When Good Storytelling Goes Bad

By Lorrie Lykins

Most of us love a good story - especially those inspiring tales delivered from the dais of a conference our employer spent a serious chunk of money sending us too. Those stories light a fire under us and we return to our jobs energized and rededicated to giving our jobs our all. I say "most of us" because researchers tend to be a little outside that norm.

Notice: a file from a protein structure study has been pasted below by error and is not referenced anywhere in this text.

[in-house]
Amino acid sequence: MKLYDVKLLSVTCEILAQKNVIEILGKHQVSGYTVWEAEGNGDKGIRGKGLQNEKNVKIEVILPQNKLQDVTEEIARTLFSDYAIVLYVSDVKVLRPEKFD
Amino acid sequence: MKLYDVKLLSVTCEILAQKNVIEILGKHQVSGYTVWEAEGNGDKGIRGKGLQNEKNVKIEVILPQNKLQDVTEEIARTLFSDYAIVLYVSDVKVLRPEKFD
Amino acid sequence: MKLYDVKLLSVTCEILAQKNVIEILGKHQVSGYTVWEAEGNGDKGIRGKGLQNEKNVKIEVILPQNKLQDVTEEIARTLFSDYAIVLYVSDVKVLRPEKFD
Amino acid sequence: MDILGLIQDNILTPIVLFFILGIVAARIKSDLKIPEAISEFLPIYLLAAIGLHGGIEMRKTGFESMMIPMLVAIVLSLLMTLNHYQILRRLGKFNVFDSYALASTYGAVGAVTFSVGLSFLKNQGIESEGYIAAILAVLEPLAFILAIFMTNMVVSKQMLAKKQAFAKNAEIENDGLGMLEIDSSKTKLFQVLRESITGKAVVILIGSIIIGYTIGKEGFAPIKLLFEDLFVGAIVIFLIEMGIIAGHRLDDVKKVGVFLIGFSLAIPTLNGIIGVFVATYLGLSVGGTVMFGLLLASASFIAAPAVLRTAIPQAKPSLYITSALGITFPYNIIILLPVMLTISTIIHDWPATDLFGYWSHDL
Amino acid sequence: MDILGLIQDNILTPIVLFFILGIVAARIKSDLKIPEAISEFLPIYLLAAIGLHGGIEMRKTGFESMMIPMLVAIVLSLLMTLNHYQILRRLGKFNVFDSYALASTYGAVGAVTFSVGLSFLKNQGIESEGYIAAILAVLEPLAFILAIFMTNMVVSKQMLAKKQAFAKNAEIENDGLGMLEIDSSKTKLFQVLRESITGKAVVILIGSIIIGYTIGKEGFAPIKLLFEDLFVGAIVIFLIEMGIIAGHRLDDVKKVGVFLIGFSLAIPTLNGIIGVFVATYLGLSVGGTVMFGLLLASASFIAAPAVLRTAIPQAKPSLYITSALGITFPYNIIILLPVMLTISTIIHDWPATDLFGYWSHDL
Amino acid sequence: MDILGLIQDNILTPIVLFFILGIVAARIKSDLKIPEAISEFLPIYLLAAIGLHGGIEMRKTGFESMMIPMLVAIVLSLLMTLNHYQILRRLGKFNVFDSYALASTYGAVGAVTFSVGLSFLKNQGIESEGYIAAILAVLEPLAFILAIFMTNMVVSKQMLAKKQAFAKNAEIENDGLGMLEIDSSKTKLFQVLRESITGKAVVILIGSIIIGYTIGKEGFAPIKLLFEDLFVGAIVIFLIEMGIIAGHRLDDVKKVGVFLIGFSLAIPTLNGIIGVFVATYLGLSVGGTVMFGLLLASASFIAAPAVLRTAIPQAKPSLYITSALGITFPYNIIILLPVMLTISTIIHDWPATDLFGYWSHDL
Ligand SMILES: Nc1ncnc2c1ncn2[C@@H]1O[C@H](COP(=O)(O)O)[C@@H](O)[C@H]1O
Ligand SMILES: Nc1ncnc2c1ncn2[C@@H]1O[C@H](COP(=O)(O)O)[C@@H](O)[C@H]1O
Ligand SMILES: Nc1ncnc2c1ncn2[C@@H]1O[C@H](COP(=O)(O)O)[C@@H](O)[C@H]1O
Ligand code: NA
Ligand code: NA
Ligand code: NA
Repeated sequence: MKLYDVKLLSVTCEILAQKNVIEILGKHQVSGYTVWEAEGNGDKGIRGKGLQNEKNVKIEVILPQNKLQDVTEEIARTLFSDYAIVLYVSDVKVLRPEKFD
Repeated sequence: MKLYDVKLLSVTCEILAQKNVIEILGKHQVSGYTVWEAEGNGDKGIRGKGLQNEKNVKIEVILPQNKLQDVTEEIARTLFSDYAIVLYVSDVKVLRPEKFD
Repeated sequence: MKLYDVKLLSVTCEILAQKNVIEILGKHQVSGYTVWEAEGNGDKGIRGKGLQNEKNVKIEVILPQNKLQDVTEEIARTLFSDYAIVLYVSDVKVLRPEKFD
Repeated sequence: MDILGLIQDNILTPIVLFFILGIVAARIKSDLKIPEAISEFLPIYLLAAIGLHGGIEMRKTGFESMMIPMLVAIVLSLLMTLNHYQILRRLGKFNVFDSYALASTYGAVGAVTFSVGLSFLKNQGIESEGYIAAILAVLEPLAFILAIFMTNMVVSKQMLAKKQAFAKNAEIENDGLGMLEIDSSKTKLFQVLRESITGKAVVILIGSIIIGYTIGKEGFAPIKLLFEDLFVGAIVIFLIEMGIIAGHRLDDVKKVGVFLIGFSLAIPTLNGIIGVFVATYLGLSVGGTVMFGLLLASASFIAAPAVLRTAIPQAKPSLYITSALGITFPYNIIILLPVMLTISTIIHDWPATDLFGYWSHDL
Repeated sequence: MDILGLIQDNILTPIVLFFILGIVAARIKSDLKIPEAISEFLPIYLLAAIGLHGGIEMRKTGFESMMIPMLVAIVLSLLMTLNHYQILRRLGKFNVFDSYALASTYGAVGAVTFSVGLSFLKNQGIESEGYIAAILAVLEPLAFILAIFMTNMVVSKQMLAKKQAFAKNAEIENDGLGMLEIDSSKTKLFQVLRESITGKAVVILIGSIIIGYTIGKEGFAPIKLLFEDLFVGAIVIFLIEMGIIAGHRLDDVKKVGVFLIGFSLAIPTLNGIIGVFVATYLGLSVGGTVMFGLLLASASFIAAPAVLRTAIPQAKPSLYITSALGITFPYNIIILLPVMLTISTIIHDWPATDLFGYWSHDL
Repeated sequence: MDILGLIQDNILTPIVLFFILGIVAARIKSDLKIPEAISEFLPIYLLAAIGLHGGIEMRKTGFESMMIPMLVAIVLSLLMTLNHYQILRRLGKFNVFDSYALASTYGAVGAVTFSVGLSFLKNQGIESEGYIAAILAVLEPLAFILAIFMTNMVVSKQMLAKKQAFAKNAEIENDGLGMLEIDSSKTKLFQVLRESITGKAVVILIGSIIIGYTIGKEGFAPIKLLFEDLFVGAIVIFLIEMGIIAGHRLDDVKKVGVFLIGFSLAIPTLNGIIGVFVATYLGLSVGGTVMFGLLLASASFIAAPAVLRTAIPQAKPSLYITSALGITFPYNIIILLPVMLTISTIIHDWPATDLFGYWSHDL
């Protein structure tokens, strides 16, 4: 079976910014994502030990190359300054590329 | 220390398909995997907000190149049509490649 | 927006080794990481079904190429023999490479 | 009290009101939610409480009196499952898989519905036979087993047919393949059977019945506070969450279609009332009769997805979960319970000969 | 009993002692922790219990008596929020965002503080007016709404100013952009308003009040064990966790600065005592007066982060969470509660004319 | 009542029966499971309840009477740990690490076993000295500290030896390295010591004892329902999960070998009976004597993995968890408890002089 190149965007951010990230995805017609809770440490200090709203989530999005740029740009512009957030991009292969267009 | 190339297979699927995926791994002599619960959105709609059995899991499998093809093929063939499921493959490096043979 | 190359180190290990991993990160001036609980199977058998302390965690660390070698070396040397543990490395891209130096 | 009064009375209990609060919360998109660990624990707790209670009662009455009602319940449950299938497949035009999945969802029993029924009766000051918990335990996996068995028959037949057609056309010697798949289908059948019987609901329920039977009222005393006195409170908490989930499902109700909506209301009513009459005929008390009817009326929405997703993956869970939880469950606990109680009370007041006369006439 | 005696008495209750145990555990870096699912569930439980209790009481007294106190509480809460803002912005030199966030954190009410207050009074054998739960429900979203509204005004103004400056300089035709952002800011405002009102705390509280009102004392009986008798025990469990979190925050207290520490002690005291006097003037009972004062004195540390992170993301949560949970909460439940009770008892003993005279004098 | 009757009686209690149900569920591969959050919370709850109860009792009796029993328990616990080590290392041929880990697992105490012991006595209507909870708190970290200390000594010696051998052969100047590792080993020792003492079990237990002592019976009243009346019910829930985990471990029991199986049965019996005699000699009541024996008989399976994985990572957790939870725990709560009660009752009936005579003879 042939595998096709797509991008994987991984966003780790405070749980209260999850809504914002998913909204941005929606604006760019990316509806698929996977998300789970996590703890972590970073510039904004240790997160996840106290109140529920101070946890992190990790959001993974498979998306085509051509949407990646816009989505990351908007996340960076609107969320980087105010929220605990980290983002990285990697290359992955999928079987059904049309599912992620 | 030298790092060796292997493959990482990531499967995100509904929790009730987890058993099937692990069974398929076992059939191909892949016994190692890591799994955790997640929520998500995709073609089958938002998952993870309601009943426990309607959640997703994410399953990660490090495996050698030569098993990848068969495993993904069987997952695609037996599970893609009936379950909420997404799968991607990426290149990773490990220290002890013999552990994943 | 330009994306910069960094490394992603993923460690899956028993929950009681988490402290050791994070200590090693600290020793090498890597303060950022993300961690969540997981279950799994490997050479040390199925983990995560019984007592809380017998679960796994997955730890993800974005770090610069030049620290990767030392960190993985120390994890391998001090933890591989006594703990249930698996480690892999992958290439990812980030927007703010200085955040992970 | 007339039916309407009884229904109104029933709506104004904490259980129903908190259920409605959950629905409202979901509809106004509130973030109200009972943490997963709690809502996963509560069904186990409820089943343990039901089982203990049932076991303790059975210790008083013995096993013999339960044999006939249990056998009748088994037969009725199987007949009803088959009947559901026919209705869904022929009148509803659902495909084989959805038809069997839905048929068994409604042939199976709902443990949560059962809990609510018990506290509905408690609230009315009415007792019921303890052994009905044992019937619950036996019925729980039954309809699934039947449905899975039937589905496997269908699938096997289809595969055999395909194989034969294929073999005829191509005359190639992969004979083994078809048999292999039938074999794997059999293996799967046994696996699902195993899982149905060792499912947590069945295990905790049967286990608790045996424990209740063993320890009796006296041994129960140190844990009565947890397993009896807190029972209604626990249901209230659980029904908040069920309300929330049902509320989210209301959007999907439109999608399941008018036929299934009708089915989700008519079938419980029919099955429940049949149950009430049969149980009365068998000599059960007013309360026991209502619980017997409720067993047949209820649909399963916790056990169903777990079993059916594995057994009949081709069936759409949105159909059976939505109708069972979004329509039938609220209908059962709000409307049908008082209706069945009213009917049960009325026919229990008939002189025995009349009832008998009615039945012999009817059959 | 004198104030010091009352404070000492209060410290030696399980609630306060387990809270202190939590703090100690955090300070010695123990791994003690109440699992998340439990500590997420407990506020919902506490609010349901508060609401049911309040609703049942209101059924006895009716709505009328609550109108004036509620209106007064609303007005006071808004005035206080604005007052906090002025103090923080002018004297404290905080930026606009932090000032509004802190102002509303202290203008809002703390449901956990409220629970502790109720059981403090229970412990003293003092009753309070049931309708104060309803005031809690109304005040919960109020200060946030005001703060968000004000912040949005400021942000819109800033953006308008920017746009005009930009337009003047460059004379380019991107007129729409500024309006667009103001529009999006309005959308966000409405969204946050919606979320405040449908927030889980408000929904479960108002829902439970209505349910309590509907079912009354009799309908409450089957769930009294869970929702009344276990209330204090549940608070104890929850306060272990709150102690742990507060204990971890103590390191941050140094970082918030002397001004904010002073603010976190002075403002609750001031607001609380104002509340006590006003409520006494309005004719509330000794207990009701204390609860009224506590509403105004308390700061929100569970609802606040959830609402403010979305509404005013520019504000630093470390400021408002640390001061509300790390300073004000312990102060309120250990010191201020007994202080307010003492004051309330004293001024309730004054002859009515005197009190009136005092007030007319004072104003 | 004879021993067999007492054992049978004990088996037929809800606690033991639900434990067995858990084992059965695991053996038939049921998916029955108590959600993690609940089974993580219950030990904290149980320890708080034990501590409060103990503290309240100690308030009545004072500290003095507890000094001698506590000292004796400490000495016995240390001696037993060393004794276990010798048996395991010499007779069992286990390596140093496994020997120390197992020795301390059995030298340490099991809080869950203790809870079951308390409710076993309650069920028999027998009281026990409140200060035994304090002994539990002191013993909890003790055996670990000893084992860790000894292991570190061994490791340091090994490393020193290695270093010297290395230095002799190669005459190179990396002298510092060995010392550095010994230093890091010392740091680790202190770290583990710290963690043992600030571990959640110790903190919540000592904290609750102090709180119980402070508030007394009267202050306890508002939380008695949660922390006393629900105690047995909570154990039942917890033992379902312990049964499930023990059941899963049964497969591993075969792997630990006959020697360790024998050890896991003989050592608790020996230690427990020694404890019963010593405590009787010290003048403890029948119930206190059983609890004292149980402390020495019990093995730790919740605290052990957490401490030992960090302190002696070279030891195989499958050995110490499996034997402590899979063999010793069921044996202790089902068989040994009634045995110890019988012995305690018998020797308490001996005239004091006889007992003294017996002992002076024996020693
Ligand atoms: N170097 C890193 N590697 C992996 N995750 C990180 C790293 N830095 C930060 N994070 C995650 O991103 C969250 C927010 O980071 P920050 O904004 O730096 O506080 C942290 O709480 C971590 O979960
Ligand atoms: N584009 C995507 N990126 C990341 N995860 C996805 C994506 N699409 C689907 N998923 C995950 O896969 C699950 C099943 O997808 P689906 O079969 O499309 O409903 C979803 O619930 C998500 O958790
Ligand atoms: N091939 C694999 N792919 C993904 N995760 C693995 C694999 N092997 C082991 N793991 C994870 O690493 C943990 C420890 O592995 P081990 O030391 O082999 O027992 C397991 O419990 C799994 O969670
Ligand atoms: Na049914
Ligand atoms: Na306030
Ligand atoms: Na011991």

I like to think that most researchers never stop questioning and that they (we) approach information with fairly equal parts of curiosity, tenacity, open-mindedness and skepticism. I'm always curious about the origins of information, and in the case of a survey, I want to know who was surveyed, when they were surveyed and how the questions were asked. I can't sit through a presentation of any sort that relies on research - from a PTA budget report at my kid's school to a presentation of newly crunched data by one of my colleagues - without pondering those very questions. And during presentations I find myself squinting to read the footnoted sources inserted in impossibly tiny font in the corner of PowerPoint slides. This is because at some point in the presentation, my internal narrator interjects something along the lines of: "Oh yeah? Says who?

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